I finished reading The Gunslinger a couple of days ago and I feel I'll always remember the book for this sentence, if only because it describes the entire plot of the book perfectly in 12 short words.

  5. "If you are interested in stories with happy endings, you would be better off reading some other book." (A Series of Unfortunate Events 1 - The Bad Beginning, Daniel Handler)

    That's a clever way to get someone really interested in reading the book. Lemony Snicket keeps warning his readers not to read his books. So far the warnings have failed to discourage me from reading the series.

  6. "Mr and Mrs Dursley, of number four, Privet Drive, were proud to say that they were perfectly normal, thank you very much." (Harry Potter and the Philosopher's Stone, J K Rowling)

    Perfectly normal people... that's a great way to start a book about wizards.

  7. "Amerigo Bonasera sat in New York Criminal Court Number 3 and waited for justice; vengeance on the men who had so cruelly hurt his daughter, who had tried to dishonor her." (The Godfather, Mario Puzo)

    This book has more memorable lines than any other book I've ever read (maybe the Potter books might compete for that spot, but that's because I've read those too many times) and this opening line definitely deserves a place on this list.

  8. "Billions died in less than twenty-four hours." (Autumn, David Moody)

    We're taking billions here, not millions. I'm not sure if I would have been convinced to read the book if I hadn't come across that line first. I ended up liking the book.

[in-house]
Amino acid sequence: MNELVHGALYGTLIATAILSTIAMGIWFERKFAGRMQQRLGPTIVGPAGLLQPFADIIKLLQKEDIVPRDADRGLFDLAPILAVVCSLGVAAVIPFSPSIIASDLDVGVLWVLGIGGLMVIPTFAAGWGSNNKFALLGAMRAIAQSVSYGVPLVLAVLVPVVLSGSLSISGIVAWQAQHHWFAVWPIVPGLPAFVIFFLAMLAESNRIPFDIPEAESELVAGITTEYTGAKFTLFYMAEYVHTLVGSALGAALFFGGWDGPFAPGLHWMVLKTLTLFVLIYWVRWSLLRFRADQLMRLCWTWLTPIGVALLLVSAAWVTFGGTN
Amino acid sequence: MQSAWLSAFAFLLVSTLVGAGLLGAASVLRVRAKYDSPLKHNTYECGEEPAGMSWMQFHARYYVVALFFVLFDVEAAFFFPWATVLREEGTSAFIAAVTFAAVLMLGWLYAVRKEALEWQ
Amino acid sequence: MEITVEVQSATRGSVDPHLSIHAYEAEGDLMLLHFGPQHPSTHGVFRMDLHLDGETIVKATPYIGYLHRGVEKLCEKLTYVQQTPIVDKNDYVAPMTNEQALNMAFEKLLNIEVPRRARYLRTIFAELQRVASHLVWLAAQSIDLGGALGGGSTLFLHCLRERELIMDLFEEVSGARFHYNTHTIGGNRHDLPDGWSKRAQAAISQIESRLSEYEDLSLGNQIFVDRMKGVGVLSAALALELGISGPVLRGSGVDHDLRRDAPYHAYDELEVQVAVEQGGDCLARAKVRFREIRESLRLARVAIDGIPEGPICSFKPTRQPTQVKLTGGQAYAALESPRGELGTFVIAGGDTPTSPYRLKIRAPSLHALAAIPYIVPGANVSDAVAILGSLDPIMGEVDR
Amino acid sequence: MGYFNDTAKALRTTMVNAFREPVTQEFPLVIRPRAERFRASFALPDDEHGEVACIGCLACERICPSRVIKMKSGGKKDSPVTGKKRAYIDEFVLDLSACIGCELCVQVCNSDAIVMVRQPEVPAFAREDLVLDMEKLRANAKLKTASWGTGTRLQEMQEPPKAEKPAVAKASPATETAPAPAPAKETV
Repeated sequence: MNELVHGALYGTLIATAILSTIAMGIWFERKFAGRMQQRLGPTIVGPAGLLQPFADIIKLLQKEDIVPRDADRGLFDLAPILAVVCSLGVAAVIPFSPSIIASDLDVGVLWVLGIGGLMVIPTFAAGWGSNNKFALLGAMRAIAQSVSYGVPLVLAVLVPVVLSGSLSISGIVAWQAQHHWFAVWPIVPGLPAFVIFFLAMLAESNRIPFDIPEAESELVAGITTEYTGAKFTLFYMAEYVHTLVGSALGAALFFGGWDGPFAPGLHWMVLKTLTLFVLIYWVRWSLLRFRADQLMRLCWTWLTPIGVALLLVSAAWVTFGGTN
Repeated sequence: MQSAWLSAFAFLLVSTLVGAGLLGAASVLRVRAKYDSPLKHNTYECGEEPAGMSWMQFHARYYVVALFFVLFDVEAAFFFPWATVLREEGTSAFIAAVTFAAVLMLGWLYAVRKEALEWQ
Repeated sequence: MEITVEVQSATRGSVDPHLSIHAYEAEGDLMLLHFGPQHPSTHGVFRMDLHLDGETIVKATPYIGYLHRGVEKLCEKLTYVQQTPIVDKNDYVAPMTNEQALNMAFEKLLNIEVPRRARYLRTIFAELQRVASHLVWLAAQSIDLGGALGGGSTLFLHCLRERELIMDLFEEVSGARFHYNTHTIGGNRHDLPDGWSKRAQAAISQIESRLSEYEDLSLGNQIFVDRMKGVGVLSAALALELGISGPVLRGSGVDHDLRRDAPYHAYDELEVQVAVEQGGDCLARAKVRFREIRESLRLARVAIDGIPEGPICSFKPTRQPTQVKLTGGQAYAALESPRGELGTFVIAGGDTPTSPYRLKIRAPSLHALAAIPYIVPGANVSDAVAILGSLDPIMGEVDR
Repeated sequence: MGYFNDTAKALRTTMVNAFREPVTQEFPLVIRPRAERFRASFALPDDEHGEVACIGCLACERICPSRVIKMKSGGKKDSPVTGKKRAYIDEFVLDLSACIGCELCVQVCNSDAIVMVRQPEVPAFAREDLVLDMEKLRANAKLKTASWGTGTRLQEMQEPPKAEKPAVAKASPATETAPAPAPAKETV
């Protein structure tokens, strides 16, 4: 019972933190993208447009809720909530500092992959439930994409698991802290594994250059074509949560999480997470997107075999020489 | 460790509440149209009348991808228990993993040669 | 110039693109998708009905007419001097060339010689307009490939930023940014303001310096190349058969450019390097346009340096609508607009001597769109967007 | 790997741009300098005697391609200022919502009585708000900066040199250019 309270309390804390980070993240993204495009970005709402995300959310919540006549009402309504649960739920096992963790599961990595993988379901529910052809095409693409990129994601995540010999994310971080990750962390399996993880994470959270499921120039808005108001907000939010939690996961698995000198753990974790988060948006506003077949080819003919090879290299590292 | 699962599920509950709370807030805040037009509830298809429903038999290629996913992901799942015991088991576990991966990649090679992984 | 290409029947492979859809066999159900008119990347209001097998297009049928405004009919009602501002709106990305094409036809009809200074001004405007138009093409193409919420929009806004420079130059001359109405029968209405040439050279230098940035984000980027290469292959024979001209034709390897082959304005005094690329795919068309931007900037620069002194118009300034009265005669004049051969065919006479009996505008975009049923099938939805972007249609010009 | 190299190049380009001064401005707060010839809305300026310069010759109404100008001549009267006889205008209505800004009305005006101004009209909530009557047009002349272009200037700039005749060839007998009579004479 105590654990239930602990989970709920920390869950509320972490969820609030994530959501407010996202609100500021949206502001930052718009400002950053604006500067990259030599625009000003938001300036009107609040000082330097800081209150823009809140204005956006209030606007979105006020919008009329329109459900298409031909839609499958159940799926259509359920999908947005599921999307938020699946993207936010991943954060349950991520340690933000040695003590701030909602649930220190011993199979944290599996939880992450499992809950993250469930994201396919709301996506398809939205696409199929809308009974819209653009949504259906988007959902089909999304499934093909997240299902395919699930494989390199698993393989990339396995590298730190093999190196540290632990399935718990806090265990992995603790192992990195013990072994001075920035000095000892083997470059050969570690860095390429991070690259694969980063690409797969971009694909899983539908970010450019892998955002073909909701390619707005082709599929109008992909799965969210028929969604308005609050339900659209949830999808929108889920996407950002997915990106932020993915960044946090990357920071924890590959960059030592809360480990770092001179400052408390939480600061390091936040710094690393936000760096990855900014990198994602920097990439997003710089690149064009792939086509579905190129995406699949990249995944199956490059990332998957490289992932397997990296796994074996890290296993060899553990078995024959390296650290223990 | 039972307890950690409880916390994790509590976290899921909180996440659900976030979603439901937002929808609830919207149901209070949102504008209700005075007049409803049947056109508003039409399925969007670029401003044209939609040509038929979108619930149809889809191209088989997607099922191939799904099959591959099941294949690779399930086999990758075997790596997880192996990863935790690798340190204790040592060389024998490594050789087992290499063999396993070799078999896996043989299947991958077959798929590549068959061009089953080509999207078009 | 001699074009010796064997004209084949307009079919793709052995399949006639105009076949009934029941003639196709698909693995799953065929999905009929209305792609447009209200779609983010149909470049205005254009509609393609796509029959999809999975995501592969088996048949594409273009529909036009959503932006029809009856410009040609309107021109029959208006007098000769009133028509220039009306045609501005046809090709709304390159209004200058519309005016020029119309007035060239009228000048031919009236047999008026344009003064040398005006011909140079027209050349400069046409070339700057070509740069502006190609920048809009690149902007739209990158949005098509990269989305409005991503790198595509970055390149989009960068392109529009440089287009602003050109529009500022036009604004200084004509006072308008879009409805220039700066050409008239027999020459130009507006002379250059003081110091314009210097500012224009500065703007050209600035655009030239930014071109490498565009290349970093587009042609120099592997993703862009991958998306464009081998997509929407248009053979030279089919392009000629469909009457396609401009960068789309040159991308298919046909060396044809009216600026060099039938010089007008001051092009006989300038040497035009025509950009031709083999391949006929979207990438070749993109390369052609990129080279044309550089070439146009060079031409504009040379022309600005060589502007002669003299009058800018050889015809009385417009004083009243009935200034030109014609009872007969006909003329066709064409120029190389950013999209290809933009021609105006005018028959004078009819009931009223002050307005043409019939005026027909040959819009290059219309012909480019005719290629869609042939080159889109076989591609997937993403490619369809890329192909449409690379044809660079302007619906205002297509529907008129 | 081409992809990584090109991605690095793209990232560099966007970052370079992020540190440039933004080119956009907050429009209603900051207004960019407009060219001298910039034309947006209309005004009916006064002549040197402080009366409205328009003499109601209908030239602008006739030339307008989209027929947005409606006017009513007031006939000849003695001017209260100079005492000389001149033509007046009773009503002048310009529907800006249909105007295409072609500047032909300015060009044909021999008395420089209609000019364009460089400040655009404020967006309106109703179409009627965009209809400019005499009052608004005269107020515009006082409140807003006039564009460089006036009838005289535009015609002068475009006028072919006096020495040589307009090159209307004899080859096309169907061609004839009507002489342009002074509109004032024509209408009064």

9. "All children, except one, grow up." (Peter and Wendy, J M Barrie)

    I was reminded of this line when I watched the movie Finding Neverland yesterday. I didn't like the book very much when I read it first, but after watching the movie about how the book came into existence, I'm prepared to give the book another chance.

  10. "It was a dark and stormy night." (A Wrinkle in Time, Madeleine L'Engle)

    This line first appeared in Edward Bulwer-Lytton's 1830 book, Paul Clifford and has become one of the most famous examples of overly flamboyant prose. Even a Bulwer-Lytton Fiction Contest was started to recognise the worst extremes of this style. Madleine L'Engle used the same opening line in an allusion to Bulwer-Lytton's novel.


When I made the list I missed one very memorable line. I don't want to leave it out, so I'll type it here and leave it to you to guess which book it is from. It a really easy one, so don't google it before leaving you answer in the comments. Don't cheat, you're not winning any prizes for something this easy. *grin*